EARN A LUSH 15% ON YOUR MONEY NOW Here are a dozen stocks and funds, suitable for different investing styles, that figure to achieve that worthy goal over the next 12 months.
By BETH KOBLINER Reporter associate: Ellen Stark

(MONEY Magazine) – Let's face it. In recent years, many small investors have found it easy to make 15% a year -- or better -- as did cheerful Gregg Rudy (at left) and the others profiled in this story. Both stocks and long-term bonds produced average annual returns in the 15% range over the past decade, thanks to the raging bull market and a seven-percentage-point slide in interest rates. But now, with the average price-to-earnings ratio of Standard & Poor's 500 stocks at a discomfiting 20 or so and interest rates starting to ratchet up, the overall stock market may be topping out. That, however, doesn't mean your portfolio must go bust. On the pages that follow are 12 choices -- five stocks and seven mutual funds -- that could handily return 15% or more during the next 12 months, not counting taxes or sales fees. Our aim in assembling this list, distilled from the recommendations of more than 30 analysts and fund managers, was not only to find investments that could exceed the 15% hurdle but also to show that there is more than one way to reach that goal. Thus we divided the choices into four categories to help you identify the approach that most closely suits your own investing style. Cautious investors, for example, who want to earn dividend income while en route to their 15% may favor the choices in our total-return category. In fact, Gregg Rudy, 39, of Sherman Oaks, Calif., credit manager for a construction hardware supplier, already has a stake in one of our picks: Oppenheimer Main Street Income & Growth Fund, which has returned a stellar 44% a year on average since 1991. But you might prefer our other categories: classic growth stocks and funds, international investments or funds that employ special strategies -- investing in natural resources and global telecommunications. The dozen possibilities appear below, stocks first and funds second within each category. A word about risk: Since we chose only investments that seem likely to beat the overall market, they are generally riskier than, say, an S&P 500 index fund. So if you don't mind some volatility on your way to higher reward, fasten your seat belts for 12 rides to potential returns of 15%.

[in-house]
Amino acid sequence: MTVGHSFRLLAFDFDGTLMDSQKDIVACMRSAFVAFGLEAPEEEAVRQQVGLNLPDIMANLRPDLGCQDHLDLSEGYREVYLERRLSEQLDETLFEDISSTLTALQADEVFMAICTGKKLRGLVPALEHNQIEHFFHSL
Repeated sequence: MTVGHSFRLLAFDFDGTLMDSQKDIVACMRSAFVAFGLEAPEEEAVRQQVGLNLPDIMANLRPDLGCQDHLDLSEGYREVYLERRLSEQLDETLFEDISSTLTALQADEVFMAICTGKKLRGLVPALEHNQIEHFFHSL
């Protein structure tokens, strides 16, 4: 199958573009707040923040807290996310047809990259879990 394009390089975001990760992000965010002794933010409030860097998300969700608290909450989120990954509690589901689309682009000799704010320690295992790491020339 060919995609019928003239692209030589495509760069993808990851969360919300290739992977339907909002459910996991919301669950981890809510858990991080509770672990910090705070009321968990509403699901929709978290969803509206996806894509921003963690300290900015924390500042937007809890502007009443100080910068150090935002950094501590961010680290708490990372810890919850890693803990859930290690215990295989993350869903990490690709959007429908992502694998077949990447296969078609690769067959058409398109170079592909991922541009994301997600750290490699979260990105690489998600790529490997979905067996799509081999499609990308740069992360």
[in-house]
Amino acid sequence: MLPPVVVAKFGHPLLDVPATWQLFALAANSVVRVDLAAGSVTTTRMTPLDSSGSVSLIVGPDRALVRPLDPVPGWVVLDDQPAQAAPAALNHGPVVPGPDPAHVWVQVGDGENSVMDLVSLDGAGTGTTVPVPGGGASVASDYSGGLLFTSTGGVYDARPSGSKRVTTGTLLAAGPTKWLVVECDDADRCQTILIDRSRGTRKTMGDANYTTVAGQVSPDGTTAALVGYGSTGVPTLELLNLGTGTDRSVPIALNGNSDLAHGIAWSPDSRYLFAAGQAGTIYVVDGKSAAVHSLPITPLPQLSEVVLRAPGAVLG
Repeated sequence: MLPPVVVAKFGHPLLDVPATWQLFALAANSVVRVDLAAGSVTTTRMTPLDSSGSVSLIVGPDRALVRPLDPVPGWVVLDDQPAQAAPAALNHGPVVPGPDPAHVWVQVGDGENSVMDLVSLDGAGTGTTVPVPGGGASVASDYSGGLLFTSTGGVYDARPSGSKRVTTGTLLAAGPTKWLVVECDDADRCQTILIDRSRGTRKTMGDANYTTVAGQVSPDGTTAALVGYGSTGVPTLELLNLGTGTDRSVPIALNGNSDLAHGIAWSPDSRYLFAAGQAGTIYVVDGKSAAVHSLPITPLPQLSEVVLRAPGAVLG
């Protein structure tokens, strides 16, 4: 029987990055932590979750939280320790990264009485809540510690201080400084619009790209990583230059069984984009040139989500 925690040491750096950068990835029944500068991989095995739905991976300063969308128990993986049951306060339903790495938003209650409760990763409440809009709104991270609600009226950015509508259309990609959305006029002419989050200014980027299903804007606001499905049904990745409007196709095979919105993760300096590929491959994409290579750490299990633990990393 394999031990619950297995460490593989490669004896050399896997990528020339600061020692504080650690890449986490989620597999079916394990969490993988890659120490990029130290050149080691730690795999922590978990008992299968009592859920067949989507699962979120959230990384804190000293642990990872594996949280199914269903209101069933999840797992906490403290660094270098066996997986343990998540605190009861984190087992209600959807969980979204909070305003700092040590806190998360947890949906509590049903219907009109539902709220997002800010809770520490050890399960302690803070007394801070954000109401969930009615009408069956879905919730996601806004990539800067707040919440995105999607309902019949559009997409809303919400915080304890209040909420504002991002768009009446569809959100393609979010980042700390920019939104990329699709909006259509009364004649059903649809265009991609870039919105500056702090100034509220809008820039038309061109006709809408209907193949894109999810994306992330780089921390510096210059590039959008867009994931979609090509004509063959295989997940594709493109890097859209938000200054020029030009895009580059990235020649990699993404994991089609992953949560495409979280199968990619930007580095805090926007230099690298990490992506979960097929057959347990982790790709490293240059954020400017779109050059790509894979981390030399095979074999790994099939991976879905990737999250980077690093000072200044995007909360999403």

TOTAL RETURN The most conservative way to invest in the stock market is through a stock or mutual fund that pays a comparatively high dividend and yet offers the possibility of price appreciation. The dividend will give you a head start toward reaching the 15% goal, since a stock that yields 3% needs only a 12% gain to get you there. Moreover, when the market tumbles, high-dividend investments tend to suffer less and recover faster than those with wimpier payouts. One top total-return stock is $2.2 billion McGraw-Hill (ticker symbol: MHP; recently traded on the New York Stock Exchange at $70.50). This New York City- based publishing and data-services giant, now paying a 3.3% dividend, has proved it can adapt nimbly to changing market conditions. For example, as advertising revenues softened in the late 1980s for its business and trade magazines (like Business Week and Aviation Week & Space Technology), the company built up its financial data divisions, which include the highly profitable Standard & Poor's rating service. As a result, while its magazine sales have shrunk from 43% of operating revenues in 1988 to 35%, data sales grew from 25% to 33%. Now the recent uptick in consumer spending could presage better days for magazines, according to analyst Bruce Thorp of PNC Bank in Philadelphia. He predicts the stock will rise as high as $80 by April 1995 for a total return -- including dividend -- of nearly 17%. For another investment that should benefit from a strengthening economy, consider USX Convertible Preferred Series A (XA; NYSE, $55.50), issued by USX's U.S. Steel group. Convertible preferred stocks, which can be exchanged at any time for a fixed number of the issuer's common shares, have two appealing features. First, they tend to pay a high dividend: This one's 5.8% yield, for example, beats the top rates now being paid on five-year bank certificates of deposit and is nearly twice as high as the average S&P 500 dividend. Moreover, since its shares can be swapped for common stock, you have a chance at capital gains if the price of either the common or the preferred issue increases (they usually move in the same direction, but the preferred shares change price more slowly). And $5.6 billion U.S. Steel, based in Pittsburgh, seems poised for gains. After closing older plants and spending $4 billion to modernize others, the nation's largest steelmaker has cut the number of hours of labor that is required to produce a ton of steel from nine to only three. With steel demand likely to pick up as the economy improves, analysts at Merrill Lynch expect the preferred stock to rise to $71.50 over the next 12 months and the common stock to zoom from its recent $40.50 to perhaps $60. "A convertible is an ideal way to own U.S. Steel," says Wayne Nelson, author of The Best Kept Secret on Wall Street: How to Invest in Convertible Securities Like the Pros (Dearborn, $24.95). "Even while you're waiting for the price to go up, you're earning 5.8%." Louis Taylor, an analyst at Prudential Securities, offers another approach to earning 15%: real estate investment trusts like Manufactured Home Communities (mhc; NYSE, $43.50), a Chicago-based REIT that pays a 4.9% dividend. MHC owns and operates developments of prefabricated homes, which are considered a good investment because their annual turnover rate is generally < less than 10%, vs. 50% to 60% for apartment buildings. In addition, MHC has strong management -- prominent real estate investor Sam Zell is co-chairman of the board -- and debt equal to only 19% of its capital, vs. 25% to 30% for similar REITs. Though the stock is up 69% from its $25.75 initial public offering in February 1993, Taylor and Burland East, a senior vice president at Kemper Securities, expect another 10% to 15% gain by April '95. With the dividend, that would mean a total return of between 15% and 20%. Although its 1.1% yield doesn't match the other picks in this section, $386 million Oppenheimer Main Street Income & Growth (5.75% load; 800-525-7048) could still be a good bet to jump the 15% hurdle. Just ask any of its investors who saw the fund gain an astonishing 247% over the past five years. In contrast to conventional total-return funds, which seek income by putting as much as 25% to 30% of their portfolios in bonds, manager John Wallace, 40, limits the fund's bondholdings to no more than 15% of assets. Instead, he invests in a mix of utilities and high-dividend stocks for income, then adds small to medium-size stocks that could double within three years for growth. "Though 1994 will be a tough year overall," says Wallace, "I believe small stocks should outperform large ones over the next 12 months." His current favorites include Compuware (CPWR; traded over the counter at $36.50), a utility-software firm, and Millicom (MICCF; OTC, $24.25), which operates cellular-phone networks around the world. Wallace has a pretty good nose for winners: Since he took over in '91, the fund's performance has placed it in the top 1% of all 4,181 funds.